Learning how to use the STDEVA function in Google Sheets is useful to **find the standard deviation among an array of samples**.

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Standard deviation is a tool to measure how spread out a group of data is to the average. A low standard deviation means the group of data is close to the average. However, a high standard deviation means the data group is further from the average and is more spread out.

Average in this context signifies the mean of the data. Mean is to measure the middle-point of a set of data. Usually, a set of data’s mean and standard deviation will be stated together. This will help us determine how closely or loosely the data is spread out.

For example, real estate agents assess the standard deviation of house prices in a given location so that they can tell their clients what kind of price fluctuation to expect.

Another example will be using standard deviation to predict the weather. If temperatures don’t change much from one day to the next, this results in a lower standard deviation. Hence, it allows the weather forecaster to accurately and confidently predict the weather on any given day.

Let’s learn more about the STDEVA function in Google Sheets by understanding its anatomy.

**Anatomy of the STDEVA Function**

The syntax of the `STDEVA`

function is as follow:

= STDEVA(value1, value2, …)

Let us look at each term in the formula to understand what they mean:

is the equal sign which is how we start any function in Google Sheets.**=**is our STDEVA function. It measures the standard deviation of a dataset.**STDEVA()**is the first value of a group of data**value1**are the rest of the values that you want to include**value2, …**

Here are some pointers you should take note of for the STDEVA function:

- The STDEVA function will only work when two or more values are included in the formula. If only one value is included, the formula will return a #DIV/0 error if only one value is included.
- STDEVA function will convert all text values to zero for calculation.
- If you insert ‘False’ as a value in the formula, the STDEVA function will convert it to zero.
- If you insert ‘True’ as a value in the formula, the STDEVA function will convert it to one.

**A Real-Life Example of Using the STDEVA Function**

Let’s look at a real-life example of using the STDEVA function in Google Sheets.

In this example, imagine yourself as a human resource executive. One of the human resource department struggles is to figure out that is the correct amount of salary to offer to new hires.

There are many departments in a company, so it is hard to understand and gauge the industry standard for all departments. To stay relevant and competitive, you are tasked to find the standard deviation of each field’s salary.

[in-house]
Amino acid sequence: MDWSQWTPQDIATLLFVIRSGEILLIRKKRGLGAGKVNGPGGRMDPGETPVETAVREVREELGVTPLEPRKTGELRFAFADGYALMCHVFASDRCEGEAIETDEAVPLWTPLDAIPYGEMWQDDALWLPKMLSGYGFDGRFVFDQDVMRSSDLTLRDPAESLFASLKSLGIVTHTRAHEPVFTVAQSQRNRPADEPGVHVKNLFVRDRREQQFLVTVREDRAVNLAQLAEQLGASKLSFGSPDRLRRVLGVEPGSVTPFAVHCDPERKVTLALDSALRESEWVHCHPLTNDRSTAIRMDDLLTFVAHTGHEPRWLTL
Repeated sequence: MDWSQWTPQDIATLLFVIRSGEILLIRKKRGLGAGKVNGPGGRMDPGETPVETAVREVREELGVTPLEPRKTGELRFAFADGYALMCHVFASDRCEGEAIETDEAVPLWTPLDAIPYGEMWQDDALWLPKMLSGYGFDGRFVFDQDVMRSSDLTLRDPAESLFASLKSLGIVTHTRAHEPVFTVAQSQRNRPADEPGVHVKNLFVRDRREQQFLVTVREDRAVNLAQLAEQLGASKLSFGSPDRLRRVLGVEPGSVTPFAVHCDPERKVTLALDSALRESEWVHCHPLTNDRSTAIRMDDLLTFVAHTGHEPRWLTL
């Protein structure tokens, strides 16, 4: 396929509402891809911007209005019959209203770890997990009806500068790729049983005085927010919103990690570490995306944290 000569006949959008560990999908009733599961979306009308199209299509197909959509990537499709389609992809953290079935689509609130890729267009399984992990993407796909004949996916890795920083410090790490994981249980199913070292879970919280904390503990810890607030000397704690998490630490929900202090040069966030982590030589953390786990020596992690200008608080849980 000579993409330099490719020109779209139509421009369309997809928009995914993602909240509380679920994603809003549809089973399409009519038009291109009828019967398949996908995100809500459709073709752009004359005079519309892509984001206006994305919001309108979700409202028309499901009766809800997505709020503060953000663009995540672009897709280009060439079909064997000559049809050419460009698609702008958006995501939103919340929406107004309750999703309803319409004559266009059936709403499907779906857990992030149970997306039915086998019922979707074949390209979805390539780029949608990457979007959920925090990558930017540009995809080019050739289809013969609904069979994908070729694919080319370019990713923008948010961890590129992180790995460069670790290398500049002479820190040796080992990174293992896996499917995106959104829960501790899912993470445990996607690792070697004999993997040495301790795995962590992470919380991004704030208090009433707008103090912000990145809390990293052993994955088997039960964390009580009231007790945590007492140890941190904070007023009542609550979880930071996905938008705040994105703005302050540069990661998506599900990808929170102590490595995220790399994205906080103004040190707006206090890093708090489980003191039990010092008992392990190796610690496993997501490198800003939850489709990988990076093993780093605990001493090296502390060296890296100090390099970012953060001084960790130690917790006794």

Calculating the standard deviation of each industry will help determine the variation of salary in a certain field. This can easily be executed using the STDEVA function in Google Sheets.

You may make a copy of the spreadsheet using the link I have attached below.

Once you are ready and understand the concept of standard deviation, we can jump into writing the formula together!

**How to Use the STDEVA Function in Google Sheets**

This section will go through each step needed to use the STDEVA function in Google Sheets. This guide will show you how we can get the standard deviation of the dataset seen previously.

Follow these steps to start using the STDEVA function:

- First, let us select the cell that will contain our STDEVA function result. In this example, we will select
**C16**to insert the formula in.

- Next, we simply type the equal sign

to begin the function, followed by**=**

.**STDEVA(**

- You may find a pop-up box with a description of using the STDEVA function. We can click on the arrow located on the top-right-hand corner of the box to minimize it.

- Next, we will type in our arguments. We will select the salary range for a finance executive, which is
**C5:C14**. Don’t forget to close the formula with a closing bracket

.**)**

- Once we press
**Enter**, the standard deviation is calculated to be 233.

- Now we can copy the same formula to
**D17**and**D18**to calculate the standard deviation for a marketing executive and business analyst’s salary. - Once done, your spreadsheet will look like this:

As shown in the standard deviations, a marketing executive’s salary is the most volatile among these three industries as it has the highest standard deviation.

Hence, you now know that the pay of a marketing executive is highly negotiable and dependable on the prospect’s and hiring manager’s demands.

There you go! Now you can easily calculate and find the standard deviation for a set of data. This function can be applied to many more real-life scenarios and will come in handy!

Don’t forget to check out other cool functions in Google Sheets to enhance and simplify work for your everyday use!

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